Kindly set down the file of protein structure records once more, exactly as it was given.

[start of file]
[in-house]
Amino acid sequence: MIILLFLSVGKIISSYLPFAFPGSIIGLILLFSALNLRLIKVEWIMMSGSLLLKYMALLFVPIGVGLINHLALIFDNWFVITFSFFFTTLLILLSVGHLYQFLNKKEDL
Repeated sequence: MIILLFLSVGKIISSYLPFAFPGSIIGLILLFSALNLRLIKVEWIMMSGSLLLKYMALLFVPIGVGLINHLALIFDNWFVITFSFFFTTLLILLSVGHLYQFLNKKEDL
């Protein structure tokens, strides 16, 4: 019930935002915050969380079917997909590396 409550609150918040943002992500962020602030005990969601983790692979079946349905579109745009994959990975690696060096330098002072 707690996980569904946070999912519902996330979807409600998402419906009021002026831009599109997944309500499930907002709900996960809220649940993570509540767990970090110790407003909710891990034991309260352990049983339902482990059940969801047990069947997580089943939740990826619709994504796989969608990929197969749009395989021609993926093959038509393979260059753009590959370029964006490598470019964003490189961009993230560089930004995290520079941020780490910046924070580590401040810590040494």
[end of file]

[in-house]
Amino acid sequence: MIILLFLSVGKIISSYLPFAFPGSIIGLILLFSALNLRLIKVEWIMMSGSLLLKYMALLFVPIGVGLINHLALIFDNWFVITFSFFFTTLLILLSVGHLYQFLNKKEDL
Repeated sequence: MIILLFLSVGKIISSYLPFAFPGSIIGLILLFSALNLRLIKVEWIMMSGSLLLKYMALLFVPIGVGLINHLALIFDNWFVITFSFFFTTLLILLSVGHLYQFLNKKEDL
């Protein structure tokens, strides 16, 4: 019930935002915050969380079917997909590396 409550609150918040943002992500962020602030005990969601983790692979079946349905579109745009994959990975690696060096330098002072 707690996980569904946070999912519902996330979807409600998402419906009021002026831009599109997944309500499930907002709900996960809220649940993570509540767990970090110790407003909710891990034991309260352990049983339902482990059940969801047990069947997580089943939740990826619709994504796989969608990929197969749009395989021609993926093959038509393979260059753009590959370029964006490598470019964003490189961009993230560089930004995290520079941020780490910046924070580590401040810590040494």